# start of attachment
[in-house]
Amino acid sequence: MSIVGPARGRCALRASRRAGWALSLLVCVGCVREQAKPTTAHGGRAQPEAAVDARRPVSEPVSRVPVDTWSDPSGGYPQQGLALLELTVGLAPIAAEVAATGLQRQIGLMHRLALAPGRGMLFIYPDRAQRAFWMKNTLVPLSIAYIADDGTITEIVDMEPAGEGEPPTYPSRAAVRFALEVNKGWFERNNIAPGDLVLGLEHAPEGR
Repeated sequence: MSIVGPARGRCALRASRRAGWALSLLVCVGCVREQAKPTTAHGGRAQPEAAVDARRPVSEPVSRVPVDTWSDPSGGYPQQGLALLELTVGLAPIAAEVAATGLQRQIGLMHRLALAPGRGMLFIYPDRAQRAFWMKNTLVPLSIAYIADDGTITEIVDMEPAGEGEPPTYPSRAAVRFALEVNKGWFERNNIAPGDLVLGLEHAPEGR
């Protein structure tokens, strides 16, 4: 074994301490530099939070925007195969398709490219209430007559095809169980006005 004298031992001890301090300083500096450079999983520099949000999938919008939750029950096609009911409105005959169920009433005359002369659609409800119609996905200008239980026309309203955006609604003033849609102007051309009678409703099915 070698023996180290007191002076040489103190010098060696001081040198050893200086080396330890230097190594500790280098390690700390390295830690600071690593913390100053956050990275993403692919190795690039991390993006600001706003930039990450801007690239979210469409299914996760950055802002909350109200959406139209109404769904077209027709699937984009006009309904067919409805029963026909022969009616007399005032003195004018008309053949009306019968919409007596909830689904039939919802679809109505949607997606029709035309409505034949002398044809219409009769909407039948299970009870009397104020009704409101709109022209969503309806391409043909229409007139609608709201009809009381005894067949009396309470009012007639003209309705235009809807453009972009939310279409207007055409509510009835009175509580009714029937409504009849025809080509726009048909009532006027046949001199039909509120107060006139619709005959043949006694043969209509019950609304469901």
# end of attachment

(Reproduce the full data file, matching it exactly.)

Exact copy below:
[in-house]
Amino acid sequence: MSIVGPARGRCALRASRRAGWALSLLVCVGCVREQAKPTTAHGGRAQPEAAVDARRPVSEPVSRVPVDTWSDPSGGYPQQGLALLELTVGLAPIAAEVAATGLQRQIGLMHRLALAPGRGMLFIYPDRAQRAFWMKNTLVPLSIAYIADDGTITEIVDMEPAGEGEPPTYPSRAAVRFALEVNKGWFERNNIAPGDLVLGLEHAPEGR
Repeated sequence: MSIVGPARGRCALRASRRAGWALSLLVCVGCVREQAKPTTAHGGRAQPEAAVDARRPVSEPVSRVPVDTWSDPSGGYPQQGLALLELTVGLAPIAAEVAATGLQRQIGLMHRLALAPGRGMLFIYPDRAQRAFWMKNTLVPLSIAYIADDGTITEIVDMEPAGEGEPPTYPSRAAVRFALEVNKGWFERNNIAPGDLVLGLEHAPEGR
């Protein structure tokens, strides 16, 4: 074994301490530099939070925007195969398709490219209430007559095809169980006005 004298031992001890301090300083500096450079999983520099949000999938919008939750029950096609009911409105005959169920009433005359002369659609409800119609996905200008239980026309309203955006609604003033849609102007051309009678409703099915 070698023996180290007191002076040489103190010098060696001081040198050893200086080396330890230097190594500790280098390690700390390295830690600071690593913390100053956050990275993403692919190795690039991390993006600001706003930039990450801007690239979210469409299914996760950055802002909350109200959406139209109404769904077209027709699937984009006009309904067919409805029963026909022969009616007399005032003195004018008309053949009306019968919409007596909830689904039939919802679809109505949607997606029709035309409505034949002398044809219409009769909407039948299970009870009397104020009704409101709109022209969503309806391409043909229409007139609608709201009809009381005894067949009396309470009012007639003209309705235009809807453009972009939310279409207007055409509510009835009175509580009714029937409504009849025809080509726009048909009532006027046949001199039909509120107060006139619709005959043949006694043969209509019950609304469901």